Integrity is the possession of those who do not break their covenant, of those who do not betray and undermine others, of those who do not yield to the temptation to side with the powerful over the weak and vulnerable, of those who do not compromise on the question of fairness. It belongs to those who uphold the standards of justice and truth no matter what, to those who issue statements of substance instead of platitudes when morality crumbles around them. The Quran and the Sunna speak so unequivocally to the absolute application of these principles in our relationships with others that we can confidently say that integrity is a prized possession of Muslims.
“And do not barter away the covenant of Allah for a paltry gain. Verily that which is with Allah is far better for you if you only knew” (16: 95). This Quranic prohibition on breaching a covenant is emphatic as it is unequivocal. There is no room to wiggle out of it, as everything you stand to gain in this world from breaching your contract with Allah and with fellow human beings is nothing compared to what you stand to gain in the next world for honoring it.
Honoring of Oaths
Islam also places preeminent value on fulfilling our oaths. Oaths, a sister principle of a covenant, are meant to be honored, not entered (into) for the purpose of placating others or circumventing commitments. Oaths are sacrosanct- there is simply no other way to characterize it.
“Do not make your oaths a means of deceiving one another or else your foot may slip after having been firm and you may suffer evil consequences because of hindering people from the way of Allah. A mighty chastisement awaits you.” (16:94). This verse makes it clear that not only is the intent to deceive reprehensible and haram but also that the punishment for this sort of behavior is extremely severe. Arguably, this frontal attack on betrayal and deception is unique to Islam. This uniqueness also applies to the dispensation of justice.
Islam’s Position on Justice is Unmatched
In terms of advocating for justice, Islam is a gem: nothing else comes close to Islam in the matter of asserting and upholding justice. “Oh, ye who believe! Stand out firmly for justice, as witnesses to Allah, even against yourselves, or your parents, or your kin, and whether it be (against) rich or poor: for Allah can best protect both. Follow not the lust (of your hearts), lest ye swerve and if ye distort (justice) or decline to do justice, verily Allah is well acquainted with what ye do” (4: 135).
Trying to find anything as direct and comprehensive like this on the issue of justice in any text, religious or otherwise, will be nothing less than futile on the part of the researcher. Integrity is the bulwark against treating others unjustly and unfairly. This concept of justice and fairness puts supreme value on human life and human worth – whether it involves the rich or the poor, the powerful or the weak.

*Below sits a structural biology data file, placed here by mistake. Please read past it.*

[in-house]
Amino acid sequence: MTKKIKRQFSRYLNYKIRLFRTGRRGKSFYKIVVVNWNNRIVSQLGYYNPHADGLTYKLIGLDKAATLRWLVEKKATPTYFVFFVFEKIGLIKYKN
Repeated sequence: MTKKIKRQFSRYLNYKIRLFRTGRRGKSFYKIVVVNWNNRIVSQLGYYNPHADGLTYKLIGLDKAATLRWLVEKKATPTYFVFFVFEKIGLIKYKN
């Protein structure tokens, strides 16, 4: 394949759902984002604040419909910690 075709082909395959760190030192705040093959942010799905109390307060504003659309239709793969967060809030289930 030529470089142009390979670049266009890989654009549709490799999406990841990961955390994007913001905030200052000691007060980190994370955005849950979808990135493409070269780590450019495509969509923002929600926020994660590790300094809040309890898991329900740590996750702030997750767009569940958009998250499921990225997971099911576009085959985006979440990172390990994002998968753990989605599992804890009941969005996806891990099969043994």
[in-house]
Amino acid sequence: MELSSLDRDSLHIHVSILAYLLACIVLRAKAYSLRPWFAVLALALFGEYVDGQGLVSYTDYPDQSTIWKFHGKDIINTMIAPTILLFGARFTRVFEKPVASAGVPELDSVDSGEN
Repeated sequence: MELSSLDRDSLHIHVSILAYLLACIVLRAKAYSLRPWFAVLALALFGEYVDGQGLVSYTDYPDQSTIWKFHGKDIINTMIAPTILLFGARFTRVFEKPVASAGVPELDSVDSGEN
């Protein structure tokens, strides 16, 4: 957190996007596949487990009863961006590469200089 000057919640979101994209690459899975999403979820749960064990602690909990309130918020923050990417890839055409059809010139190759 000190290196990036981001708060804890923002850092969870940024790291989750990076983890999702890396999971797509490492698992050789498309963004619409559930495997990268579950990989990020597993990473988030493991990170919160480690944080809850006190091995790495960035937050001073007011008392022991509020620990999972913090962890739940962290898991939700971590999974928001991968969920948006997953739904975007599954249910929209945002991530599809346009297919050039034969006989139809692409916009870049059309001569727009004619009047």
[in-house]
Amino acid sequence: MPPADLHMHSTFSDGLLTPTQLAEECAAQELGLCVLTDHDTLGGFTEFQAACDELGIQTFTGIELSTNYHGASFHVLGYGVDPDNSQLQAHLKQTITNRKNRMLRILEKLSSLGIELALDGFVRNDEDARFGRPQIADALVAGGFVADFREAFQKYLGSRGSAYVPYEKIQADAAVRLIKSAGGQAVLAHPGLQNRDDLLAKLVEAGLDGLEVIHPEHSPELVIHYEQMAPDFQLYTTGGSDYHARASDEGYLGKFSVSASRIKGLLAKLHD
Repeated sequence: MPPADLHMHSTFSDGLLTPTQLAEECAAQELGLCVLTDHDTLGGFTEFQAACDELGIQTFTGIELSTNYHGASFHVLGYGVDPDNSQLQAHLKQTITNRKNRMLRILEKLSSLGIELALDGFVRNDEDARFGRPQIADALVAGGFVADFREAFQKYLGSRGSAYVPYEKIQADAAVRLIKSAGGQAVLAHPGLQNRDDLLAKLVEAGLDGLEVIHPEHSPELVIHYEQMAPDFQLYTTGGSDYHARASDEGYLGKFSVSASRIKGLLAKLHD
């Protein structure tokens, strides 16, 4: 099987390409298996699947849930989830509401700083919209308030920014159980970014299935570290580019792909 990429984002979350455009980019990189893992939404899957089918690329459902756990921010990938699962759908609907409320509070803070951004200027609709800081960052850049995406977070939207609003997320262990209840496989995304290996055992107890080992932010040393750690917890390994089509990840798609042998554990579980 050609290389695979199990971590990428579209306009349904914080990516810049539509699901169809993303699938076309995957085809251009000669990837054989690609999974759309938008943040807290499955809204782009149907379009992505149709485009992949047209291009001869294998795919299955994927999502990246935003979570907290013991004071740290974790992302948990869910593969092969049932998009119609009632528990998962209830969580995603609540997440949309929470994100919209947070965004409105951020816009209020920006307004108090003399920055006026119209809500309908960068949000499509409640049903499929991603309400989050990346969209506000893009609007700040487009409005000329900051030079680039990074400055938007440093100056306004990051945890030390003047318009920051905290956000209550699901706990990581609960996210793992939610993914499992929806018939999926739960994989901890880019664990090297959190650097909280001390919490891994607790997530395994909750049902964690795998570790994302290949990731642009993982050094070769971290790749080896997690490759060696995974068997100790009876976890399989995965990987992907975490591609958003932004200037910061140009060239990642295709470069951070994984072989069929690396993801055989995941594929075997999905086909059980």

“Because of that, we decreed for the Children of Israel that whoever kills a soul unless for a soul or corruption (done) in the land – it is as if he had slain humankind entirely. And whoever saves one (life) is as if he had saved humankind entirely.” (5:32). It is impossible to produce anything that stresses the sanctity of human life more than this verse of the Quran. In today’s world, as it was in yesterday’s time, people are killed for their land, for their resources, for their faith. Yet for many people with power and political influence, these injustices evoke little consternation, let alone the will for direct intervention. Were they people and leaders of integrity, things would be vastly different.
The Predominance of Self-Interest
We note the ease with which powerful nations move to grant legal immunity to some world leaders accused of, and in some cases indicted for, serious crimes. They seem to have no compunction whatsoever. There are no surprises here at all for those who understand the apocalyptic nature of geopolitics; and principle, unfortunately, is the first casualty of this. On the issue of legal immunity as far as certain people are concerned, there seems to be a moratorium on the application of integrity as though circumstances decide how and when it could be applied. The yardstick is self-interest rather than principle.
The truth is that any principle that stands in the way of getting access to vital resources will be dropped from the vernacular of established and universal principles. Anything and everything become susceptible in such an environment. The application of certain ideals, such as truth, justice, and fairness, can be suspended without any qualms, as integrity does not underpin the behavior of those in control of state apparatus. On almost every major moral issue today, there is either silence or the issuance of lofty statements that action would be taken. With integrity so missing, lofty statements turn out to be mere platitudes. The imperative of the moment is to upend these obliquities. The world will be different from what it is today when this happens.
Others may find pretexts for breaching these golden principles, but Muslims cannot conceivably come up with justifiable excuses for rupturing them. The Islamic texts categorically prohibit such actions because they are displeasing to Allah and because they lead to outcomes such as unfairness, anger, frustration, disappointment, loss of trust, rebellion – all of which can lead to destabilization and even, Allah forbid, an apocalypse.
Integrity is conduct that epitomizes universally accepted moral principles and universally admired ideals, some of which I have highlighted above Oxford Languages has described it as “the quality of being honest and having strong moral principles.” Because Islam leaves no room for circumventing these strong moral principles, there is no question that integrity is a prized possession of Muslims.